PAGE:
“Harvard’s rich enough to have a professor like me,” he says. “Most schools are not. Schools are trying, but it’s hard to break out of the mold of art history, or ‘let’s look at film.’”
Though Stilgoe’s classes may be difficult to get into, he makes himself highly accessible to students who succeed in enrolling. Office hours are held regularly, and he often shows up to lecture an hour early to have conversations with students. “If you wanna get a dose of Stilgoe, all you gotta do is show up,” Murphy says.
In Stilgoe’s office, he has several director’s chairs arranged in a circle. Students will drop in anytime during office hours, often joining a group discussion rather than having a oneon-one meeting. Stilgoe doesn’t sit behind his desk, but takes one of the director’s chairs as his own. The discussions are casual and lively rather than formal and stilted. If Stilgoe isn’t in his office during his regular hours, you’ll often find students still congregating nearby, waiting for him to show up.
Moss notes that when VES alumni visit, they almost always ask for Stilgoe, citing his class as one of the best and most memorable they ever took at Harvard. But beyond the classroom, Stilgoe takes a noted interest in the lives of his students, past and present.
“When I was a junior in college, I was really close to dropping out. I was really unhappy at Harvard,” says Daniel E. Goldhaber ’13, a former VES concentrator. “I was talking to Stilgoe about this, and he said, ‘If we lose someone like you, what hope is there for the institution?’”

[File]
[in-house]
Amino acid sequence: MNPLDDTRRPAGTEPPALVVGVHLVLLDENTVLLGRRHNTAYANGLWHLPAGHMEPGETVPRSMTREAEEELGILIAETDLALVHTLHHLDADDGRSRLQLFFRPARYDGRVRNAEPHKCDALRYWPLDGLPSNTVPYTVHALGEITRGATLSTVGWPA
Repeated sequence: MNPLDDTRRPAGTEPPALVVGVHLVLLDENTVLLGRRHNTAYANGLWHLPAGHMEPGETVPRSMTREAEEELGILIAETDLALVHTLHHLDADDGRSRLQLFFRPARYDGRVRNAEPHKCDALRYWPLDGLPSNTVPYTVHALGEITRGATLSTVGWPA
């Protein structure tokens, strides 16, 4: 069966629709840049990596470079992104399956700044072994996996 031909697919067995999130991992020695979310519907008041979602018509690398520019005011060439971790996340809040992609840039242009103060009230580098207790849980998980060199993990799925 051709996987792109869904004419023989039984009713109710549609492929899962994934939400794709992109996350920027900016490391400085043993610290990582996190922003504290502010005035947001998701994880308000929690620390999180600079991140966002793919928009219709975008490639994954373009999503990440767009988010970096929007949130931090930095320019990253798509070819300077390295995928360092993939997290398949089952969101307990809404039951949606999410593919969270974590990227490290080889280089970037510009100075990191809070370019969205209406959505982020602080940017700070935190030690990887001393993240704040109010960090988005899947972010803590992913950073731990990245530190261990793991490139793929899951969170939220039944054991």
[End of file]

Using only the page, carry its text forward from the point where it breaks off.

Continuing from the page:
Stilgoe then emailed former student Alexander N. Olch ’99, a filmmaker and tie designer, asking him to talk to Goldhaber. “Alex took a train...two days later to get coffee with me to convince me to graduate,” Goldhaber says. “I would do that for another Stilgoe student in a heartbeat, no questions asked.”
Goldhaber also credits Stilgoe with advancing his career, naming the professor as “the single reason I’m employed right now.” Hassett echoed these claims, describing Stilgoe as more than willing to connect his current students with his many former ones. Bender describes Stilgoe as operating “his own little alumni network."
“Whether you’re interested in a career in advertising or visual arts or garment design and production, he’s already taught someone that’s doing it and will put you in contact with them,” Hassett says.
Goldhaber says that when he runs into someone at a party who has taken a class with Stilgoe, the two will “go off for hours” about the professor and his thought.
“I think [taking a class with Stilgoe] is something that carries a lot more weight than any other Harvard connection I could imagine having,” Goldhaber says.
According to Graduate School of Design professor Michael R. Van Valkenburgh, Stilgoe fandom isn’t limited to undergraduates at the College.
“I think people feel like they’ve been cheated if they go to the GSD and they don’t have a semester with John, with his eye-opening perspective on the importance of landscape and culture,” Van Valkenburgh says. “I only ever hear praises, honestly.”